The Way of the World

William Congreve
Donmar Warehouse

Geoffrey Streatfeild (Mirabell) and Justine Mitchell (Millament) Credit: Johan Persson
Haydn Gwynne (Lady Wishfort) and Alex Beckett (Waitwell) Credit: Johan Persson
The Company in The Way of the World Credit: Johan Persson

James Macdonald's revival of William Congreve's classic comedy of manners, first staged in 1700 and, somewhat unusually in this age of perpetual modernisation, actually set in the original period allowing for the display of a series of gorgeous costumes, might easily be likened to a jaunt in the car.

The evening opens in sedate fashion as pairs of society gossips, one male, the other female, bitch quietly about friends and relations, slowly informing the audience of the sexual merry-go-round that is prevalent in their circle.

The foot goes a little further down on the accelerator with the appearances of various of their friends, including Fisayo Akinade, who is deliciously foppish as Tony Witwoud. Spicing the evening up just a little further, Justine Mitchell takes on the role of Millamant and emerges as an obvious foil to Geoffrey Streatfeild's Mirabel, a duo as well matched as the vindictive central couple in another Donmar success Les Liaisons Dangereuses, sharing the same scheming intentions, but with far greater charm and much less malice.

The first time that viewers fully appreciate the capabilities of this smooth but speedy vehicle comes when the pompously aristocratic Lady Wishfort, desirous of a husband to comfort her old age, richly entertains the audience with her efforts to make the best impression with her dwindling attractions. Haydn Gwynne gives a glorious rendition of this mutton dressed more like a wedding cake than lamb, with pretensions to match.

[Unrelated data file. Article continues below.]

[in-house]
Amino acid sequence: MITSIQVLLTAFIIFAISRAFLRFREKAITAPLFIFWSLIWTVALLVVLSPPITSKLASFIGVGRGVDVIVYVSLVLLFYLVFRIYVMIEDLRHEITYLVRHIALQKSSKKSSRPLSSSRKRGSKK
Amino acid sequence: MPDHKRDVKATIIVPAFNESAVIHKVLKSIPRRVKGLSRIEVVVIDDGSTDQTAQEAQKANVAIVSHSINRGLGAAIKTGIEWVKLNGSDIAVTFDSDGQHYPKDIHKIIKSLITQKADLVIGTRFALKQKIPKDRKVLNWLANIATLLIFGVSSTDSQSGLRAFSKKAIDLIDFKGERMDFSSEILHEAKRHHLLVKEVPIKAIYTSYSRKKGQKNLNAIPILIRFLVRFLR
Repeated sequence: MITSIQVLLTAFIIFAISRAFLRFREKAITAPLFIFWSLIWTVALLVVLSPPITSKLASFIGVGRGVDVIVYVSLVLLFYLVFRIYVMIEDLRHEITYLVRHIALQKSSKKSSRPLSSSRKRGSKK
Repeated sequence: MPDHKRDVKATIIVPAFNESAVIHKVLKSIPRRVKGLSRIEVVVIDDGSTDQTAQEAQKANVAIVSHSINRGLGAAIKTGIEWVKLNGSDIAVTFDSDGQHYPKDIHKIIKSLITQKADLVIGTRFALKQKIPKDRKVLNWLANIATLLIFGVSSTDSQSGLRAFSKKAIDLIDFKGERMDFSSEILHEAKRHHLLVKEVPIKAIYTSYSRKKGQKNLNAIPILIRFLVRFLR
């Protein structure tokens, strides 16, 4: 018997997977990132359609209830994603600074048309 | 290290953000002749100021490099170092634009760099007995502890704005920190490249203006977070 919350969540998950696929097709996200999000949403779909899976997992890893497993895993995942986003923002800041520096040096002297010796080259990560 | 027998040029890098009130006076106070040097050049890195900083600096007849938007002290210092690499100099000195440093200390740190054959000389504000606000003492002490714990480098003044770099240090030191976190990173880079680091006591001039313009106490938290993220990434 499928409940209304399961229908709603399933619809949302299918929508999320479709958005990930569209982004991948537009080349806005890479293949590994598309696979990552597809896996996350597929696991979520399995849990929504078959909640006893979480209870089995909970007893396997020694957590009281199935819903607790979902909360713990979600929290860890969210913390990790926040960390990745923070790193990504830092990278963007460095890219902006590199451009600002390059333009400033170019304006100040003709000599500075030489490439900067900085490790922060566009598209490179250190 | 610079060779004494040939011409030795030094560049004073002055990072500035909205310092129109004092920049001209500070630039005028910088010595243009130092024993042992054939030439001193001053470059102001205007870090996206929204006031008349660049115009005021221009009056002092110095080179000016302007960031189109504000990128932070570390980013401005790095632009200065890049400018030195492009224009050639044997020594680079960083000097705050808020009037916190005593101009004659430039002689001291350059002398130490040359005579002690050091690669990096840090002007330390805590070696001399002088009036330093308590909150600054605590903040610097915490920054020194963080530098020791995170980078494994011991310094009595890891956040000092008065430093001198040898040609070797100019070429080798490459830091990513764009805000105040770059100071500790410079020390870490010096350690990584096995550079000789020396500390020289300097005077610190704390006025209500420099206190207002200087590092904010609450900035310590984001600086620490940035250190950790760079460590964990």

She also becomes the subject of some particularly witty wooing from Alex Beckett’s Waitwell, not quite the rich uncle that he is supposed to be but an important component of this life’s rich pageant. At the same time, Millamant seems destined to become a trophy wife for her Ladyship’s countrified nephew Sir Wilfull Witwoud, bequeathed with great good humour by Christian Patterson.

Towards the end of 3¼ hours, the revs increase to Lewis Hamilton levels in a hilarious closing scene that ties up innumerable loose ends in a hilarious fashion that may leave some viewers dumbstruck with the virtuosity of a playwright whose heyday was over 300 years ago but still has the ability to get to the heart of sexual and social relationships today, while making his guests laugh throughout at people not too different from themselves.

By the time that the final curtain falls, they should, at the very least, have a great appreciation of the virtuosity not only of a writer whose work is justifiably regarded as timeless, but also an adept director, who benefits from an absolutely superb cast, that also features strong performances from Jenny Jules and Tom Mison as the baddies and Sarah Hadland.

They are led by Haydn Gwynne, Geoffrey Streatfeild and Justine Mitchell, each of whom vies to be the most hilariously eye-catching. The first named is hilariously batty and vain throughout, the second calmly suave, never more so than in that last act when he effortlessly saves several friends from fates worse than death, while Miss Mitchell spends the whole evening giving a fine impression of a sexual volcano smouldering and prepared to blow at any moment.

While this microscopic investigation of society’s sexual mores takes time to warm up, by the end of the evening, it roars past the chequered flag in fine fettle.

Reviewer: Philip Fisher